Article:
But writer-director Craig Johnson didn’t cast two of today’s most likable comedians to just destroy them with melodrama. There are moments of pure joy, too, including a standout sequence, teased in the trailer, where Milo and Maggie break into a cheesy ’80s classic to ease a particularly tense moment. As Owen Gleiberman wrote after the film’s Sundance premiere, “This is a tenderly sincere, and smart, and beguiling, and penetrating movie about the way that ordinary messed-up people can wind up stumbling through their lives.”
EW spoke to Johnson about directing Hader and Wiig and how that whole Starship sequence came together.
As fans of the book know (and moviegoers will find out), Gone Girl is all about solving a mystery. Specifically, it’s about solving the mystery of Amy Dunne’s (Rosamund Pike) disappearance.
After Amy disappears on her fifth anniversary with husband Nick (Ben Affleck), Nick becomes suspect No. 1 in the police investigation. And in new posters for the David Fincher film, we get a brief glimpse at why all signs point to Nick with a peek at some of the police evidence. So far, they’ve got a wedding photo, a scalpel, a pair of underwear, and a page from Amy’s diary.
Check out all four new posters below, which promise a new trailer will premiere today:
It may not be revolutionary to note that twentysomethings are different from thirtysomethings, but in director Joe Swanberg’s latest, Happy Christmas, he takes that idea to the next level when Anna Kendrick’s hard-partying Jenny moves in with her brother (Swanberg), his wife (Melanie Lynskey), and their young child.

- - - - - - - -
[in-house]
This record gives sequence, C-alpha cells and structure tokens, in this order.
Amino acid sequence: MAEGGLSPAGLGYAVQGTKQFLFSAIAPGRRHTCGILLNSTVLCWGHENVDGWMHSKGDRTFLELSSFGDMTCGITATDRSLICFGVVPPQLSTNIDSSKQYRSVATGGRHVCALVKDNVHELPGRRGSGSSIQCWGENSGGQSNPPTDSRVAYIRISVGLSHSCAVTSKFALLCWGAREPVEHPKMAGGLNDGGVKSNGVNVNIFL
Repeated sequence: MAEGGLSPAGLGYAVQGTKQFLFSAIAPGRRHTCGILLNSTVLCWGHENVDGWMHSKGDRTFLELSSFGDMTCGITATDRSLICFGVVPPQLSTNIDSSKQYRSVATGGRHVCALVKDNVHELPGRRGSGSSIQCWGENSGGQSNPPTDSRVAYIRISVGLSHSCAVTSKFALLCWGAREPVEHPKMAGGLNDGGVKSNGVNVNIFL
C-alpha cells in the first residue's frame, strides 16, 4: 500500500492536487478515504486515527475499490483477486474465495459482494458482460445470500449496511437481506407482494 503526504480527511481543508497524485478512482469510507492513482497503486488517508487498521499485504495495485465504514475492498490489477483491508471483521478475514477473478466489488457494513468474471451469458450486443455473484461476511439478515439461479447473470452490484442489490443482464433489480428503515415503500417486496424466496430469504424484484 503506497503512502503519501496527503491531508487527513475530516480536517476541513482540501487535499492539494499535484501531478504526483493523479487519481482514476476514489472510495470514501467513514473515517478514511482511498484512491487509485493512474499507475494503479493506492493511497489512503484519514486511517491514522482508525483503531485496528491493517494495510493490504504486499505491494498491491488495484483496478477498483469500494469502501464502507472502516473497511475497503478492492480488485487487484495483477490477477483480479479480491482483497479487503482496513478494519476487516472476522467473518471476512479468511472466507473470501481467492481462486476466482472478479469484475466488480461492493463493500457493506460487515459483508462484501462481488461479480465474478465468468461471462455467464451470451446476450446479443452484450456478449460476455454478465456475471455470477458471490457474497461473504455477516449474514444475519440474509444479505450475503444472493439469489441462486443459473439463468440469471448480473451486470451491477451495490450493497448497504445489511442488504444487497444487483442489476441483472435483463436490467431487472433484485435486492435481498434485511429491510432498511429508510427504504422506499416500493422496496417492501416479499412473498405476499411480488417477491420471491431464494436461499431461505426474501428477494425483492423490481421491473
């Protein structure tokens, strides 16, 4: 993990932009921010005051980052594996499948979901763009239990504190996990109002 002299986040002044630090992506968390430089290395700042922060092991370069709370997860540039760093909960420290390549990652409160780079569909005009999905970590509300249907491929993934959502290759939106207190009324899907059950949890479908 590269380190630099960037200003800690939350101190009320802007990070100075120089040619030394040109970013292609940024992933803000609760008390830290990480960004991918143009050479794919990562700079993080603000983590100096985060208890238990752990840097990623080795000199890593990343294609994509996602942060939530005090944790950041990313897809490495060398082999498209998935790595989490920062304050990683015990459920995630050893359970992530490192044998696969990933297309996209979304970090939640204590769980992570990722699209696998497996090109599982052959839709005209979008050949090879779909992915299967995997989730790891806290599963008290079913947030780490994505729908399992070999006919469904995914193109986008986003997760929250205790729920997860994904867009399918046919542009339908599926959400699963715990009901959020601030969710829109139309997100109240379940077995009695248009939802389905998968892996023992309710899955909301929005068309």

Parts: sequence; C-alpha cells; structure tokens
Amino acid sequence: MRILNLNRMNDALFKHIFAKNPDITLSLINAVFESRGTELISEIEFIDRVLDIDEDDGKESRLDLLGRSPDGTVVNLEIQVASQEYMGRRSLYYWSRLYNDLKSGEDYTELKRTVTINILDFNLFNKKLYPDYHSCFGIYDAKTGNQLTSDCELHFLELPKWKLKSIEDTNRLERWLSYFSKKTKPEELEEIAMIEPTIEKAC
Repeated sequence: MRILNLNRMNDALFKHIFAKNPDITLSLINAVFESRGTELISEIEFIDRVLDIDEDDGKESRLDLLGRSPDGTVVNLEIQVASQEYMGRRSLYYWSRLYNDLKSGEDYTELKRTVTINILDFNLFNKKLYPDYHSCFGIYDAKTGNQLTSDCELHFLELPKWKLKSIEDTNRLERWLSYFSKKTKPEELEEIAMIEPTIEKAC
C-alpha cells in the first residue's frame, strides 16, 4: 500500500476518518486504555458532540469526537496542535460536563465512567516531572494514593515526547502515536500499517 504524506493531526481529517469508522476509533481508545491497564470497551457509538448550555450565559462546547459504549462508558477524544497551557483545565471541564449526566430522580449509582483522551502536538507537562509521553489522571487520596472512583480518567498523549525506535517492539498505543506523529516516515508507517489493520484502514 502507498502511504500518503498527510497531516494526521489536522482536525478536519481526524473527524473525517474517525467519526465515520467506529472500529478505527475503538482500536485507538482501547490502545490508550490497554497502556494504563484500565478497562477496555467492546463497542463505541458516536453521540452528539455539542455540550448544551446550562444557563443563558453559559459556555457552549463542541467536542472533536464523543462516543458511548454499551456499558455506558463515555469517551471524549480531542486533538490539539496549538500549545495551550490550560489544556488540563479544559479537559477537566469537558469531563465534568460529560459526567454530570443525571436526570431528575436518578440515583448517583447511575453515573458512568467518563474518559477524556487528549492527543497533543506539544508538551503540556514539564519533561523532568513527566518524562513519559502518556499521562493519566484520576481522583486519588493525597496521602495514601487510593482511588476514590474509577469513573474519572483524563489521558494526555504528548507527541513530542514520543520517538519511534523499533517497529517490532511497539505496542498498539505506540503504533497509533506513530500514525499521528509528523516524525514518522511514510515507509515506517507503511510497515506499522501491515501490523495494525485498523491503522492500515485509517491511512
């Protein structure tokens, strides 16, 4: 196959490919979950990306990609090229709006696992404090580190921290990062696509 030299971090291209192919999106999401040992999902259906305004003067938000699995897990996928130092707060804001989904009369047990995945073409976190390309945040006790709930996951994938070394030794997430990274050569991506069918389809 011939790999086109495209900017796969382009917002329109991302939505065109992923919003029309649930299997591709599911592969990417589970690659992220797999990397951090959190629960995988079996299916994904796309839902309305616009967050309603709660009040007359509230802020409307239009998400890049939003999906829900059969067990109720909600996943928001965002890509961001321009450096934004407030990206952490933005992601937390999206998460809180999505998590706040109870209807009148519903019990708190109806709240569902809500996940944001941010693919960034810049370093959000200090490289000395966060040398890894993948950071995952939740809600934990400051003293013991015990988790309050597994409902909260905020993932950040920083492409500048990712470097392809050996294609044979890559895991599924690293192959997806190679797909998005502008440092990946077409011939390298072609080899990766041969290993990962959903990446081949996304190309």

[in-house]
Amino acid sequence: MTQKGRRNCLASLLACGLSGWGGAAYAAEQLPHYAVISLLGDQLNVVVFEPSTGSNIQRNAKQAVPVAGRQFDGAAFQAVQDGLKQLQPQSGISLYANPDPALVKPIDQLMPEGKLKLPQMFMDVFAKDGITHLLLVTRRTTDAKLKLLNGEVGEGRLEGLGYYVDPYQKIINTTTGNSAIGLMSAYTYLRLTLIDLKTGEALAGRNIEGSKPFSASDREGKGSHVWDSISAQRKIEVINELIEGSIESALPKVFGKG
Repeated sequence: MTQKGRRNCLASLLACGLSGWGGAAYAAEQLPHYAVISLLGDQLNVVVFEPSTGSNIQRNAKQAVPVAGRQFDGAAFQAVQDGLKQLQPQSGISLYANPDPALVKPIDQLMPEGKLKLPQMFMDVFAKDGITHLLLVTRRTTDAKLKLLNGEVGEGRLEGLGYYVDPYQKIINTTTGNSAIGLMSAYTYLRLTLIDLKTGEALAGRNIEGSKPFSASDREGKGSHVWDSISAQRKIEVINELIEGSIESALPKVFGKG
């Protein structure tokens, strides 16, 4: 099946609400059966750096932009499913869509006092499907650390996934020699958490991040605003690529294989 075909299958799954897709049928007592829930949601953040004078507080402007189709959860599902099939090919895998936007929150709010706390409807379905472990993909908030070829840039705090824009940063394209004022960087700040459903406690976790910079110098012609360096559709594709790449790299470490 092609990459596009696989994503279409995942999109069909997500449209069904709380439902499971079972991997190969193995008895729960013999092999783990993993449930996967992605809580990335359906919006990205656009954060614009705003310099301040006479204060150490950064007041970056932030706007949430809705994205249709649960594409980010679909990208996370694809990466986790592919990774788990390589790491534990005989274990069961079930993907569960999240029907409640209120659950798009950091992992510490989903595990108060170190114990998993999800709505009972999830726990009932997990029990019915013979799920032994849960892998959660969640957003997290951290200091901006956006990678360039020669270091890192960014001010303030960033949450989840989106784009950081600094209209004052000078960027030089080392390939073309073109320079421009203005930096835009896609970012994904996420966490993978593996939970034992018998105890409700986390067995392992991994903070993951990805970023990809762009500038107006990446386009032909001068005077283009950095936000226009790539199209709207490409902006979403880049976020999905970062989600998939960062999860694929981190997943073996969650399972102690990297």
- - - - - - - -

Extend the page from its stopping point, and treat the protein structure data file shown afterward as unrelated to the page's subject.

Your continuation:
Though Jenny might neglect responsibility at every turn, her presence actually helps Kelly (Lynskey) confront the state of her own artistic aspirations, allowing Swanberg to explore the very real tensions that emerge when one party in the relationship takes on the lion’s share of domestic responsibilities. “I’m excited about the feminist issues that the movie tackles. I hope especially women come to the movie and see something that they relate to and that it gets husbands and wives talking about what those family roles are and maybe how to make them work for both people,” Swanberg told EW in a conversation about the intensely personal film and his fascination with all different varieties of female characters.
Check out the Q&A after the jump. READ FULL STORY
Over the past couple of years, the Austin, Texas-based Mondo has gained a reputation for making some of the coolest movie-related posters around. Now the boutique merchandise arm of the Alamo Drafthouse cinema chain has announced the initial lineup of guests for its first ever MondoCon, which takes place September 20 and 21 at Austin’s Marchesa Hall & Theater.
Robin Wright has been back in the news recently, thanks to her acclaimed performance in the Netflix show House of Cards — and the buzz around her looks set to continue this summer. Why? Because in her new film The Congress, the actress essays the role of “Robin Wright,” a fictionalized version of herself who sells her digital likeness to a Hollywood studio — allowing her computerized image to appear in any film the company wants — so she can care for her ailing son.